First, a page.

The New Uncanny: An Overall Opinion

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            I found The New Uncanny to be an interesting read, and a creative way to show an audience some of Freud’s ideology(s) without giving a straightforward psychological analysis. Personally, I think that since I haven’t read a lot about Freud, that this was a good way for me to jump into it and get a variety of interpretations on his approach to understanding the mind, and how it works.  Now I have yet to read The Uncanny article, but I honestly feel a little bit better about it, now that I have started to ease my way into his theories.  For the most part, I really enjoyed a lot of the stories, and I thought that the writers did an admirable job of sticking to the causes of fear that Freud explains in the introduction of the book: inanimate objects mistaken as animate, animate beings behaving as if inanimate or mechanical, being blinded, the double, coincidences or repetitions, being buried alive, some all-controlling evil genius, and confusions between reality and imagination. With that said, I wanted to talk a little about some of my favorite stories and explain why I thought that they reached out to me, and touched me the most.

From when I first started reading the “Double Room” I knew that I was really going to like it. I love the alter ego/ conscious trip that writers tend to take their protagonists through, and I think that these types of stories always have a good underlying sense of mortality to them in the end. I personally liked that Ferguson had the feeling of being “trapped in an infantile game by someone who’d succumbed to their second childhood, if not worse (14).”  If he knocked on the wall, someone knocked back, or if he said something, almost the same exact words were rehearsed back to him.  It was a really wild, yet effective way to show how someone’s inner battle with themselves can be revealed to them through their conscience.   Perhaps even though he tries to convince himself that he didn’t want her to die…deep down inside, he really did.  Now he’s paying for it, and he’s not the one in control anymore.

My second favorite story was probably “The Underhouse,” because it reminded me a lot of surrealist art, and the theories and speculation behind it.  Surrealism delves into the deepest parts of one’s thoughts and nightmares, and then shows them through an unconscious stream of consciousness; it’s actually rather quite sublime in my opinion, because we are both terrified by it and overwhelmed by it at the same time. When I was reading it, the first thought that came to my mind was wow- this reminds me a lot of Alice in Wonderland when she is falling down the hole, trying to catch the rabbit.  I feel that the whole idea of the double and a perfect replication is quite frightening to me because it’s hard to imagine a world where there is no individuality left.  Don’t get me wrong, I think the protagonist played a great prank on his friends, but to him…it wasn’t really a prank as it might have been to us.  This was his world, and he wanted to see how people were going to react to it.  I got the feeling that he was conducting this crazy experiment and then having people come in and test their reactions.  It’s very brilliant, and it raises a lot of questions as to by doubling something (even if it comes down to your living room) are you trying to play God?  I say this because eventually, the person is going to get sick of replicating rooms, and want to try something else….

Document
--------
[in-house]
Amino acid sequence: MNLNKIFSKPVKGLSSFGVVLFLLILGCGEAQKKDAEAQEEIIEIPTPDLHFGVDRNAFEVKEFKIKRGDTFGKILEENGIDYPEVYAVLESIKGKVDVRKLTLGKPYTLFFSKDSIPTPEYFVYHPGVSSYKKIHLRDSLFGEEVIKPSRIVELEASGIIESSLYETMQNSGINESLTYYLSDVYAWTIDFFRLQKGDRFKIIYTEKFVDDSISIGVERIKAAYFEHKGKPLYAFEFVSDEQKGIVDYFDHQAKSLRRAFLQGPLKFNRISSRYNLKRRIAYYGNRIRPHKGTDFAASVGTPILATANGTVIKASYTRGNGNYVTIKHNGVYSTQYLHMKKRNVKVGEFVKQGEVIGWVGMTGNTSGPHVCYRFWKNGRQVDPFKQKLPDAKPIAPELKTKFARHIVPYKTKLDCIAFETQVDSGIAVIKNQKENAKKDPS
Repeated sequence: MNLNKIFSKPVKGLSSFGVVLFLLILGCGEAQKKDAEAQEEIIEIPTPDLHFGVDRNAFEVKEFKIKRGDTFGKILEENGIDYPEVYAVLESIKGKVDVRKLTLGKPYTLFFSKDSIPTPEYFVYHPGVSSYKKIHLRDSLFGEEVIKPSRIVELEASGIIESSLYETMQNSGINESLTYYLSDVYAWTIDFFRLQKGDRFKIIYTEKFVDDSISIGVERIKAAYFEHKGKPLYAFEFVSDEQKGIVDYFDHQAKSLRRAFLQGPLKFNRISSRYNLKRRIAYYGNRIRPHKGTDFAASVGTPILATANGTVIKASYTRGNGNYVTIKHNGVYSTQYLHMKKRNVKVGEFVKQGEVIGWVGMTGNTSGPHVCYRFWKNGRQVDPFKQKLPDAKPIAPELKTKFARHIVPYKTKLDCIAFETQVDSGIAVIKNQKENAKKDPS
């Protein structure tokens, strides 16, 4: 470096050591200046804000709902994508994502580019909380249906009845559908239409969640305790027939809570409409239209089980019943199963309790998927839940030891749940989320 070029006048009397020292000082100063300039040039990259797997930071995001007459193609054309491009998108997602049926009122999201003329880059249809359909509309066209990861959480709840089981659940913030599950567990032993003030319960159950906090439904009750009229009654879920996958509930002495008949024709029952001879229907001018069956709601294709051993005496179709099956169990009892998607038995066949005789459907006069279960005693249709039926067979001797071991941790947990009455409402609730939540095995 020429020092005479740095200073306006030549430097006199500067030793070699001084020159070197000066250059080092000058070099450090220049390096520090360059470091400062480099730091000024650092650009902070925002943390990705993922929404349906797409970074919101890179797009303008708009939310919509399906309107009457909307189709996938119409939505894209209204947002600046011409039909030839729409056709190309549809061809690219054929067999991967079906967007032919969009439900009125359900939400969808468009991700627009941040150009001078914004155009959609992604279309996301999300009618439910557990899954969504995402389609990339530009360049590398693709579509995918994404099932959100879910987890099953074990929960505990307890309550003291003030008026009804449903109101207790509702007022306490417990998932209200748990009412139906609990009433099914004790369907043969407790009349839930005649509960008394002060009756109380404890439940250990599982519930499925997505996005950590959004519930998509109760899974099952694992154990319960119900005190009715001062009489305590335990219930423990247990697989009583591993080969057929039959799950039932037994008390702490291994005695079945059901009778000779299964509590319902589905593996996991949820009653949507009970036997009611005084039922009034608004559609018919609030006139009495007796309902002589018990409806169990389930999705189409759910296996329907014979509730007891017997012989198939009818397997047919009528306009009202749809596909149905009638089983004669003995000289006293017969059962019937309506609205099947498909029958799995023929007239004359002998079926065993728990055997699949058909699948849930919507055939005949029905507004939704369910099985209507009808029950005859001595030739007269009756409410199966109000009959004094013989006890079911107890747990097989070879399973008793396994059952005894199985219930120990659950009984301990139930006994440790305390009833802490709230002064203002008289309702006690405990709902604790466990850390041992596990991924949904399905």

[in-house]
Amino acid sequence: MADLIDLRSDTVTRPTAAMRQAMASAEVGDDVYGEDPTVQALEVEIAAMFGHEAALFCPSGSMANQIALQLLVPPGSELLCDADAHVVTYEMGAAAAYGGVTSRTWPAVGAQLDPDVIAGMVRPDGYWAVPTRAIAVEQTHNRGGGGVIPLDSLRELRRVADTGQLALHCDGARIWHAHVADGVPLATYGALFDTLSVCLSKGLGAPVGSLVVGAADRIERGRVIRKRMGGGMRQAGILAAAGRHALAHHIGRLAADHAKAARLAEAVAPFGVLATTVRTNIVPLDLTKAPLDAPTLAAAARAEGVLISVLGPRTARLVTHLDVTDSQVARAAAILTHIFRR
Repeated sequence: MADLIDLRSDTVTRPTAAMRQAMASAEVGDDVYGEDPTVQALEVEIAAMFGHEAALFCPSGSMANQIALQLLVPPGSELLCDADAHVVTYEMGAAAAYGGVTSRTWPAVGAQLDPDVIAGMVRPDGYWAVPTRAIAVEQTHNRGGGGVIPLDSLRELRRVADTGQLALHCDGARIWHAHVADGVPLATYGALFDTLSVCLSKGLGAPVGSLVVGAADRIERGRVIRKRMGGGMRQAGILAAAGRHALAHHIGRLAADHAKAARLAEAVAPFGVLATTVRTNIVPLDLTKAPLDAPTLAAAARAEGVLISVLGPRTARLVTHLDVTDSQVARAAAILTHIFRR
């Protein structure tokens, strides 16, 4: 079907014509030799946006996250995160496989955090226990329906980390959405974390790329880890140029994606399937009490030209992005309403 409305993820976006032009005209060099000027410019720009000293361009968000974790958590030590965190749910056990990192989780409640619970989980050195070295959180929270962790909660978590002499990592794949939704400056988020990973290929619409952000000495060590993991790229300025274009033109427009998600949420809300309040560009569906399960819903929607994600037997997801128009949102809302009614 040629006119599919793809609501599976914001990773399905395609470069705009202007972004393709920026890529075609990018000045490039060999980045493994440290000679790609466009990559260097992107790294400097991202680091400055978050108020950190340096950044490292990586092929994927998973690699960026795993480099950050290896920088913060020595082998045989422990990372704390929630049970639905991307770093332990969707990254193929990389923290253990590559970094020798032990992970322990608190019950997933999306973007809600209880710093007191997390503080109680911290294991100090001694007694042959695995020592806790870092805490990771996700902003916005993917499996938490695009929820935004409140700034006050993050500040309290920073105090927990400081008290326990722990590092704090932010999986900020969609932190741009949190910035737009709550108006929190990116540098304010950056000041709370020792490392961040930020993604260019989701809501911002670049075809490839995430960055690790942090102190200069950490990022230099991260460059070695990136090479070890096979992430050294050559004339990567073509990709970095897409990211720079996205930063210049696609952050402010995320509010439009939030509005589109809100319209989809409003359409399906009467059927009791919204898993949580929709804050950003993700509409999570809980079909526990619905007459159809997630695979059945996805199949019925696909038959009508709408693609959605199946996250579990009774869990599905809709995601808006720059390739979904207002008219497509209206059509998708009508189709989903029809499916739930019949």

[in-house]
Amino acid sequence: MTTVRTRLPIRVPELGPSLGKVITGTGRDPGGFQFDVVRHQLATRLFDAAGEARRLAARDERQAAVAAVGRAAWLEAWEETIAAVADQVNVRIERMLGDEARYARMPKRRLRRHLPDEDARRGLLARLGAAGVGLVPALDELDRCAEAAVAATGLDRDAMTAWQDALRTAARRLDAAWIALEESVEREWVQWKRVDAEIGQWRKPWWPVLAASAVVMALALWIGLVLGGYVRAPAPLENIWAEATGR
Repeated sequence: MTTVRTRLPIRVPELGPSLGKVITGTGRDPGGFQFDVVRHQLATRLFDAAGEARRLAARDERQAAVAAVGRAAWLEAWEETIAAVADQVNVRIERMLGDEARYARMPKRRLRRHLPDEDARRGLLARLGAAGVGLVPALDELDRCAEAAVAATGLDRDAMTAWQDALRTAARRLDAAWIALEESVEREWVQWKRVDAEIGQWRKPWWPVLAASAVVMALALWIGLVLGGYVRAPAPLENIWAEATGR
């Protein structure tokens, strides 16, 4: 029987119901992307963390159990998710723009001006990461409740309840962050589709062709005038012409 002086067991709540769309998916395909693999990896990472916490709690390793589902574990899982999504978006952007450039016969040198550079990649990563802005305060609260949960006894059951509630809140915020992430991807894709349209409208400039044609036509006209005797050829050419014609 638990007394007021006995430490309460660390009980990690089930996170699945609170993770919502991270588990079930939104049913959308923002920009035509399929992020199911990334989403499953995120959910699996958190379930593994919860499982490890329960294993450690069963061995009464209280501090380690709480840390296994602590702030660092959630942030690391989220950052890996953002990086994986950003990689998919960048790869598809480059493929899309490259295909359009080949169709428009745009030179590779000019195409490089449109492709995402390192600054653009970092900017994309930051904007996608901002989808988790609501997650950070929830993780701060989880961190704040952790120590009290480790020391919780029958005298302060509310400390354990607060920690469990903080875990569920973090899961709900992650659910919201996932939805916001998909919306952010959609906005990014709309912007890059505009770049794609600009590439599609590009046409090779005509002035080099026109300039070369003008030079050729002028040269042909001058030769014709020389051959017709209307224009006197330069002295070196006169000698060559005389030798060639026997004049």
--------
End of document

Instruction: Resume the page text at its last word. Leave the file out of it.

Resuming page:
The last story I wanted to comment on was “Doll’s Eyes” frankly because I can relate to the notion of being afraid of dolls (I mean it took me a while to get over Chucky when I was younger, and now there is this whole porcelain doll thing…eh). Overall, I thought the story had great structure and organization, and because of that, as a reader, you almost got to know the dolls, and understand why Felicity thought some of them to be alive. I was very surprised by the conflict in the story, because I did not expect Carole to turn on Felicity on in the end, and try to sell the doll, but I must say her fate was well deserved.  On that note, the foreshadowing was done especially well on two levels.  One, it foreshadowed Carole’s blindness at the end, and secondly, it related the dolls to humanity thus giving them some type of power that an inanimate object should not have.  I wouldn’t call this a horror story, but I without a doubt find it to be uncanny, and uneasy.  I know I’ll never look at a doll the same way again.

 Overall, I really enjoyed reading the book, and I’m very interested in reading what my peers have to say when we all go into a deeper analysis on one particular story (which will be coming up in my blog shortly). 


Mike Arnzen said:

Great review, Stephanie. I liked these stories very much as well. Something about "The Underhouse" struck me as quite sinister; I liked the idea of that one the most. Glad you enjoyed the antho.

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